Norwegian lawmakers are toying with the idea of allowing healthcare workers to equip dementia patients with electronic tracking devices.
The proposal came via health minister Jonas Gahr Støre, who told reporters from the Aftenposten news agency that the scheme would require proper implementation in order to be successful and to ensure the rights of participants are preserved.
Under the proposal, health workers – not patients – would be given the authority to determine who would benefit from the GPS devices; the scheme would not require patients’ consent. However, Støre said that the measure could provide “freedom” for dementia sufferers while still honouring their privacy.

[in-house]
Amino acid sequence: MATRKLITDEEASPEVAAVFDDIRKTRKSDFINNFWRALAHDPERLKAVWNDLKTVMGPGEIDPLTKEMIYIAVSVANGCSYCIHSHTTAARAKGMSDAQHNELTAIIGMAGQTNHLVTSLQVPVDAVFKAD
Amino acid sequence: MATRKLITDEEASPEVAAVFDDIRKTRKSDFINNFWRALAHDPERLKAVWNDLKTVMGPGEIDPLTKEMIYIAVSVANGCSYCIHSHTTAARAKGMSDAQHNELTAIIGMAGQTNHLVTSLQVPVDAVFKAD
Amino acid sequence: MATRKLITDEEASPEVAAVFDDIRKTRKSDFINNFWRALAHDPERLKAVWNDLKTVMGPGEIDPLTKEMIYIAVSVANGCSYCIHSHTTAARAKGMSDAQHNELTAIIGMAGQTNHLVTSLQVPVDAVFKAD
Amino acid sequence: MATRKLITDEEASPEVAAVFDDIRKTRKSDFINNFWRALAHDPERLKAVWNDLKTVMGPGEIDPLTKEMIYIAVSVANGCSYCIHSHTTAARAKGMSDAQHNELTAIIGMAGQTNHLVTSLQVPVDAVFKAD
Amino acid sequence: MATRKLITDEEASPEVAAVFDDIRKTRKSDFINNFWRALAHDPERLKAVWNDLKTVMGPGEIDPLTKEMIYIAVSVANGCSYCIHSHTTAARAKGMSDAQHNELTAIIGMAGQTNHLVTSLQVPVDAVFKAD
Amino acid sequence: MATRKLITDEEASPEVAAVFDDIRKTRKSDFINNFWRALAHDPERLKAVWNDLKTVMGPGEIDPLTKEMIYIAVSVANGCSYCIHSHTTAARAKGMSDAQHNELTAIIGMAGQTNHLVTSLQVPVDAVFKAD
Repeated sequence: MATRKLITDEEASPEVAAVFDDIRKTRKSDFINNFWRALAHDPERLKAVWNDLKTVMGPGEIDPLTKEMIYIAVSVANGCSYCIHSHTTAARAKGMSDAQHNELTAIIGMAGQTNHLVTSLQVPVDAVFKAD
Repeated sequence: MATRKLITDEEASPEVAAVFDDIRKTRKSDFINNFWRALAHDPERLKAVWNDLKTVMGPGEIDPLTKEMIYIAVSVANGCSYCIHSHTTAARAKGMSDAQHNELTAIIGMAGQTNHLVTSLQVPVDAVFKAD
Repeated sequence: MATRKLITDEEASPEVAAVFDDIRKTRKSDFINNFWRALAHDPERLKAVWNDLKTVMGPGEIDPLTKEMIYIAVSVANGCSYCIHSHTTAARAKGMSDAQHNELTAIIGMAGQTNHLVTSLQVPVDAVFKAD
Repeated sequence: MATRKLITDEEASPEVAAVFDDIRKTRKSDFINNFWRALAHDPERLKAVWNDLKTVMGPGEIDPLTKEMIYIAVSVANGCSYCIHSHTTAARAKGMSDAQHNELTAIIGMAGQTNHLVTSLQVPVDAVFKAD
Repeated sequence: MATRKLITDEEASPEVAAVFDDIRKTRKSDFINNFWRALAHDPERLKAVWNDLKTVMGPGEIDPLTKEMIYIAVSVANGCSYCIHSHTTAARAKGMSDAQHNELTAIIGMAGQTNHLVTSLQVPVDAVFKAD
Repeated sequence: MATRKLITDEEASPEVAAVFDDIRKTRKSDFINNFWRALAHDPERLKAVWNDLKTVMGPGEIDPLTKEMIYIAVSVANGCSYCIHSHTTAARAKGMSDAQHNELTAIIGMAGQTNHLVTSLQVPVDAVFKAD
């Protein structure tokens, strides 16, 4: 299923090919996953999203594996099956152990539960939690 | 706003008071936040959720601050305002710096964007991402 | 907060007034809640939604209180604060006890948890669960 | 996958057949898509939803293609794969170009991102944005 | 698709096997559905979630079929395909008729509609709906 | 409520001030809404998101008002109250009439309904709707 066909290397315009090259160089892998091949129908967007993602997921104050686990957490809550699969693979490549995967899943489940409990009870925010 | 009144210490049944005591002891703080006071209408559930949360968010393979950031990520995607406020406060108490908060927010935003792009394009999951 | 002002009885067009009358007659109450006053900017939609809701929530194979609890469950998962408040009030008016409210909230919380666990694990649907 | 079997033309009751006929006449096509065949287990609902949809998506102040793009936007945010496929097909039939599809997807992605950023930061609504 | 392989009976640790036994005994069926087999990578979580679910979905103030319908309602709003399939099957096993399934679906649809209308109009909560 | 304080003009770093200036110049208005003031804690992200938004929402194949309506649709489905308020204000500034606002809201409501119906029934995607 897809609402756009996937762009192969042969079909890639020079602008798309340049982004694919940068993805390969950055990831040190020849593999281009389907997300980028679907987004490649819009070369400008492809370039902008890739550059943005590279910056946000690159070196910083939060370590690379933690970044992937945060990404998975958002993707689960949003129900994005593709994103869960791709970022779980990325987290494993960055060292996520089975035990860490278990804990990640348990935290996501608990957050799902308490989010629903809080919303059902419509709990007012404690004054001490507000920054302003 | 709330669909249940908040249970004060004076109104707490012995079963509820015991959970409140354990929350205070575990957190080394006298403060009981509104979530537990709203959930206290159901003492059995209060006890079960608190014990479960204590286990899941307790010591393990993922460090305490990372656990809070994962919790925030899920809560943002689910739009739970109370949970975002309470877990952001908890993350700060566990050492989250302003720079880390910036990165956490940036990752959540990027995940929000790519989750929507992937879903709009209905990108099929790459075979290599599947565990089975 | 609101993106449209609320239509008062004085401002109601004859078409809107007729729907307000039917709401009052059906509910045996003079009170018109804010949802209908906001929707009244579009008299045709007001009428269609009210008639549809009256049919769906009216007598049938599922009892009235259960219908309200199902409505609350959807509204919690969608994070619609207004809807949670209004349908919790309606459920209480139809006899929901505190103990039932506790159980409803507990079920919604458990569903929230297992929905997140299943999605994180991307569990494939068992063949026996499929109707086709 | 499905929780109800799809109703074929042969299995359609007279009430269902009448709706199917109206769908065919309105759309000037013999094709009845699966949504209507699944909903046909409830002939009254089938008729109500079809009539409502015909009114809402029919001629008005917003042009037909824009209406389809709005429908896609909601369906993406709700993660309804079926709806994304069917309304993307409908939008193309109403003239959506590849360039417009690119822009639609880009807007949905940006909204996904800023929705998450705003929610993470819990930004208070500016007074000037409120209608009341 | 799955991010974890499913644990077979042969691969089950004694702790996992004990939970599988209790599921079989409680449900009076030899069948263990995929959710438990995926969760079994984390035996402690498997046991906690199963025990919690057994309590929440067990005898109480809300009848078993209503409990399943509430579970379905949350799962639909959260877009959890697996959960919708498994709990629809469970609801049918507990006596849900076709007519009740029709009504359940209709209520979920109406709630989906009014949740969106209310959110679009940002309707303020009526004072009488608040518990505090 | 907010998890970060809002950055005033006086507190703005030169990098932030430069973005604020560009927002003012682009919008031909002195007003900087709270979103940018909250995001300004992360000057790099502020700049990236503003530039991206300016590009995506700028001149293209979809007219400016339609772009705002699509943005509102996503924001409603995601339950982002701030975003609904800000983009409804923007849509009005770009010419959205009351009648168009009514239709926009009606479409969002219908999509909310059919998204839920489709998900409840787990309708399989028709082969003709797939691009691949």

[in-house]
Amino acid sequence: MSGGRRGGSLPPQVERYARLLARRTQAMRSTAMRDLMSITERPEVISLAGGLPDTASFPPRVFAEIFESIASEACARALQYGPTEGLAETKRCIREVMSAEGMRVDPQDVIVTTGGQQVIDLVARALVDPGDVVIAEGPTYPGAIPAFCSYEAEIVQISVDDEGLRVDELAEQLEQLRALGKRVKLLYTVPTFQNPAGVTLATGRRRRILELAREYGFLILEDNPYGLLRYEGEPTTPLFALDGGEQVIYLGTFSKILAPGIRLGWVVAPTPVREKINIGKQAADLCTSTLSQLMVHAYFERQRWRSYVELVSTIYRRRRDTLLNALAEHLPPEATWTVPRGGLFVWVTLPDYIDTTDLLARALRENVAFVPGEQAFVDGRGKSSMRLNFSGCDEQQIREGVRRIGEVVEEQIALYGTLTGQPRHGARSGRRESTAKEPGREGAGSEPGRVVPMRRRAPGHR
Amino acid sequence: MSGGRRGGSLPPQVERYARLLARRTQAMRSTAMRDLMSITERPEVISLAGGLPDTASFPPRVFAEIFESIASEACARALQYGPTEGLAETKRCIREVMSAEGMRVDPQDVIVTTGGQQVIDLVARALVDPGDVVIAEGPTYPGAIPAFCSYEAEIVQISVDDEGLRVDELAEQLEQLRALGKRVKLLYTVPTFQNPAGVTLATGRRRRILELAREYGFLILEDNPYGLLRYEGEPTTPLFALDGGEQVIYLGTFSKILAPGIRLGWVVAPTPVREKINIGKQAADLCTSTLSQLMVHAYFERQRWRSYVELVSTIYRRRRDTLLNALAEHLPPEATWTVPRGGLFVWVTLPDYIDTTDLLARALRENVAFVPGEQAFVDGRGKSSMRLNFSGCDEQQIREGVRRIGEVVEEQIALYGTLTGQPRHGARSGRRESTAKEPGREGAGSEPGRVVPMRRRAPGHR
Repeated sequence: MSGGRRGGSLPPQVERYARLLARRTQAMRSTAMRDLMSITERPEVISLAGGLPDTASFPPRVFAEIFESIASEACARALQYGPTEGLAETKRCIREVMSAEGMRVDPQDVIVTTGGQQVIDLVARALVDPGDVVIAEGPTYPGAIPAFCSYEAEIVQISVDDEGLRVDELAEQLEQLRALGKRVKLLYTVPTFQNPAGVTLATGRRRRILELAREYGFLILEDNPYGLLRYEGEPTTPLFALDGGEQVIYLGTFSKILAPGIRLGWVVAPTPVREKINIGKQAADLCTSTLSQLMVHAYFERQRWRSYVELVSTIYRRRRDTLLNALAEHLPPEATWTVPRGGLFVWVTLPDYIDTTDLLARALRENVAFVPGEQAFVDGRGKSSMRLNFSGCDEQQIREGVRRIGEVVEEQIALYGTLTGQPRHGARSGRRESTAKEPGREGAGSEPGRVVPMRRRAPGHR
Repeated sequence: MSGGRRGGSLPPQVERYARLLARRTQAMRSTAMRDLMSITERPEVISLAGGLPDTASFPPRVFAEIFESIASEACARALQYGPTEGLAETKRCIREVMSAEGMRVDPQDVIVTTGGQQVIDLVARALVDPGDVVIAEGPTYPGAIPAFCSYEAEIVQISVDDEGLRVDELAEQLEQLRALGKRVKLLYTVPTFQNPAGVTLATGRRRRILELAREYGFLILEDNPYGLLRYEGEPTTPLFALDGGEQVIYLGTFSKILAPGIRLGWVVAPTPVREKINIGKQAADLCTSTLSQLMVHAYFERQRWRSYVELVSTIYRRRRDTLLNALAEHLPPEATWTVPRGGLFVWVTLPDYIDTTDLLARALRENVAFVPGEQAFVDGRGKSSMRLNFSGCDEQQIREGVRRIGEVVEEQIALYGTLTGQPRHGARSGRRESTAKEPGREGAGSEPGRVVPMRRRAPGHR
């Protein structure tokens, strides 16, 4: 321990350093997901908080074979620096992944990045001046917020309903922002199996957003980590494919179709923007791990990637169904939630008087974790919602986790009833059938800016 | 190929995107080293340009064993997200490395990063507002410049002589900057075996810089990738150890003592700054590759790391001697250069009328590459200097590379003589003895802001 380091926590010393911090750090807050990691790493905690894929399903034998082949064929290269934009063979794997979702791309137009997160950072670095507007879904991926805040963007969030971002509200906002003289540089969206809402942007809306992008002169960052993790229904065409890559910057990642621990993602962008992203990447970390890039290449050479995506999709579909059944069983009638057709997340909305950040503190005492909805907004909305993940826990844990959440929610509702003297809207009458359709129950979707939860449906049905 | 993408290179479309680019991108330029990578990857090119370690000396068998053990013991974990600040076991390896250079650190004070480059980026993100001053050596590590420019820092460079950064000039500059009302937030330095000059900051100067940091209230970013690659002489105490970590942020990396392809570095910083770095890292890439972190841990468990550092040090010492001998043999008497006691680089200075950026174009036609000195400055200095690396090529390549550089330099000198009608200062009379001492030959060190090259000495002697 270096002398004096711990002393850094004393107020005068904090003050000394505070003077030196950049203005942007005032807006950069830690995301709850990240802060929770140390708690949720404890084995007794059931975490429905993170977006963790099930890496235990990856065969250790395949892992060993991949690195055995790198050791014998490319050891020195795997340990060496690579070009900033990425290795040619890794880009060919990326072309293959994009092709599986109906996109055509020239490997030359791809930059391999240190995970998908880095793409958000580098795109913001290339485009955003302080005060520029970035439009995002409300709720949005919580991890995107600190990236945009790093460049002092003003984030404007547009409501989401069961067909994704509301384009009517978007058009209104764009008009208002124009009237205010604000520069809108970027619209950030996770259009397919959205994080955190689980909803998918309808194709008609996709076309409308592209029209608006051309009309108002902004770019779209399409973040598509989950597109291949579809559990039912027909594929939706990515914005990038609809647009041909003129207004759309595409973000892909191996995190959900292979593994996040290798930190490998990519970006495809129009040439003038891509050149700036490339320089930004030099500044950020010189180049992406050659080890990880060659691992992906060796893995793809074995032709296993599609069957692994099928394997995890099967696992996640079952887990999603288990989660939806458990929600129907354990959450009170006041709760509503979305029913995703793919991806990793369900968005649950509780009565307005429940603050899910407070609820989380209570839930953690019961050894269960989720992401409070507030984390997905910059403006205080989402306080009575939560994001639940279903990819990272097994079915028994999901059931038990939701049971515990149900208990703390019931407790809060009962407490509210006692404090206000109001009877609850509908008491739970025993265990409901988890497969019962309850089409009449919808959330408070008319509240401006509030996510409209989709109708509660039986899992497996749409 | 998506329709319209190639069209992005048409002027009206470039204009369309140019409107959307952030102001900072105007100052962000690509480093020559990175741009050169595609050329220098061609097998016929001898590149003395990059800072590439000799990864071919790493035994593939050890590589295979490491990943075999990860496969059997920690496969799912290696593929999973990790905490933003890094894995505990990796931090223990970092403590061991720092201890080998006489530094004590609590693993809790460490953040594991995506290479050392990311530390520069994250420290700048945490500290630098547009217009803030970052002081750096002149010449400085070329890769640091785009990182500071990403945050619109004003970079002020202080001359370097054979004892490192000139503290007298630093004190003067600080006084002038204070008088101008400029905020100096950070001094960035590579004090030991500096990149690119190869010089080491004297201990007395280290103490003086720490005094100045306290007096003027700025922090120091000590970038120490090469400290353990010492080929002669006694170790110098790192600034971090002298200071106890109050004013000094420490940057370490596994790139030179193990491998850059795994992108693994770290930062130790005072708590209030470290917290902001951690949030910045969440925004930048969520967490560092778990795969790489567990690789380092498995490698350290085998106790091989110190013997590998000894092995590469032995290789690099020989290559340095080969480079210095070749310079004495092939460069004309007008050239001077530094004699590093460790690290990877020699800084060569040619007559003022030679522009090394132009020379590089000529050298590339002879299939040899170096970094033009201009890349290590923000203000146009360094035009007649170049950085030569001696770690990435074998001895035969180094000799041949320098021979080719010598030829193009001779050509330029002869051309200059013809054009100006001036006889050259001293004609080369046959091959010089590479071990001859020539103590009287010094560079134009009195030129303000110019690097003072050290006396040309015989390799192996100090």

He added, “The alternative is often locked doors and that the patient’s freedom of movement [is] limited. The patient will have greater freedom with a GPS. Nevertheless, I emphasise that this is purely a supplement to the nursing and care the healthcare service currently provides,” the Foreigner.no reports.
The news follows the release of a new report in which Norwegian researchers said that by providing dementia sufferers with tracking units, both patients and their families could enjoy a better quality of life.
Researcher Klara Borgen said on behalf of the Trondheim municipality organisation, “We see that the use of early warning and detection technology is often the least intrusive measure. It gives users greater freedom, mobility and independence, and it is not perceived as duress.”